I had no idea that the recession had such a much worse impact on minorities. The gap in median household wealth between whites and each of the two largest minority groups has not only gotten tremendously wide, in fact this gap almost doubled in only four years.
This is according to a report released by the Pew Research Center’s Social & Demographic Trends project.
During the twenty years up through 2004, the wealth of black and Hispanic households compared to the wealth of white households did not change much. But even then, before the recession, the wealth disparity between racial groups was already astounding huge. In 2004 the median white household’s assets were worth about seven times that of the median Hispanic household’s, and about eleven times that of the median black household’s assets.
But then only four years later, by late 2009, after the official end of the recession, these ratios had virtually doubled, with the white household’s assets being worth fifteen times more than the Hispanic household’s, and nineteen times more than the black household’s.
What is the cause of this massive increase in wealth disparity among these races in such a short time? Simple: depreciated residential housing values. Blacks, and even more so Hispanics, have their wealth disproportionately tied up in their housing.
From 2005 to 2009, the median level of home equity held by Hispanic homeowners declined by half—from $99,983 to $49,145 . . . . A geographic analysis suggests the reason: A disproportionate share of Hispanics live in California, Florida, Nevada and Arizona, which were in the vanguard of the housing real estate market bubble of the 1990s and early 2000s but that have since been among the states experiencing the steepest declines in housing values.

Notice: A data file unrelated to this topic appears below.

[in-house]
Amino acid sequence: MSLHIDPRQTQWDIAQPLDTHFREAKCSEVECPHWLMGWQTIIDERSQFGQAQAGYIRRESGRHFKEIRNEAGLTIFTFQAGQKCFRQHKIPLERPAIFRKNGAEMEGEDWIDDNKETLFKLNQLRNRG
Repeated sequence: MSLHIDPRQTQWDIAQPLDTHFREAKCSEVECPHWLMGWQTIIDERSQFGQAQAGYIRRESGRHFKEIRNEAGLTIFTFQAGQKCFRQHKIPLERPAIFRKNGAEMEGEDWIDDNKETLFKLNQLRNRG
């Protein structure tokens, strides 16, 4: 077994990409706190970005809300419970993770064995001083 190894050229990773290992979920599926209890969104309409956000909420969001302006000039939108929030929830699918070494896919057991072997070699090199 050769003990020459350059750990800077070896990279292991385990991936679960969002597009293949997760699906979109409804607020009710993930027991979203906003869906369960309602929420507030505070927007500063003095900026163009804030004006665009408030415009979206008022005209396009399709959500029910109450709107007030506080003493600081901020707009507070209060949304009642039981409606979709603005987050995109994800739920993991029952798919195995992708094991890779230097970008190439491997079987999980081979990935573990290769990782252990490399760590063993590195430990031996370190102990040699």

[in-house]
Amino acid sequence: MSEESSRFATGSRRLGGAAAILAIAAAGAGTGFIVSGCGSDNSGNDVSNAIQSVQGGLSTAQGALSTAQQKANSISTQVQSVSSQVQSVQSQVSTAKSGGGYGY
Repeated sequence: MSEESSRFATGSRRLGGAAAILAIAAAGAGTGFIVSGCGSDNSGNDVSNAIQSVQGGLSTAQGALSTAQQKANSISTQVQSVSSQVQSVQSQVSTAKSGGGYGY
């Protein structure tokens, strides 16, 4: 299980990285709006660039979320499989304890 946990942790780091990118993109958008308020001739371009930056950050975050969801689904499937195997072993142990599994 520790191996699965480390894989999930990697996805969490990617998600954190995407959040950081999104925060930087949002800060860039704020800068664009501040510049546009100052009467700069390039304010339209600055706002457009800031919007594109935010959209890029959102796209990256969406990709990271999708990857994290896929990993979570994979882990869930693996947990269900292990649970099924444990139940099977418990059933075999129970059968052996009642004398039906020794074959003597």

White and black homeowners also saw the median value of their home equity decline during this period, but not by as much as Hispanics. Among white homeowners, the decline was from $115,364 in 2005 to $95,000 in 2009. Among black homeowners, it was from $76,910 in 2005 to $59,000 in 2009.
This Pew Research does not get into what this increased disparity among the races means for our society. I suspect it is part of the broader picture of the overall widening gap between the wealthy and the rest of us. Overall reduced upward mobility strikes at the heart of our national identity. Add to that this racial disparity, and the suddenness with which it has occurred, and we are looking at profound economic shifts with very serious consequences.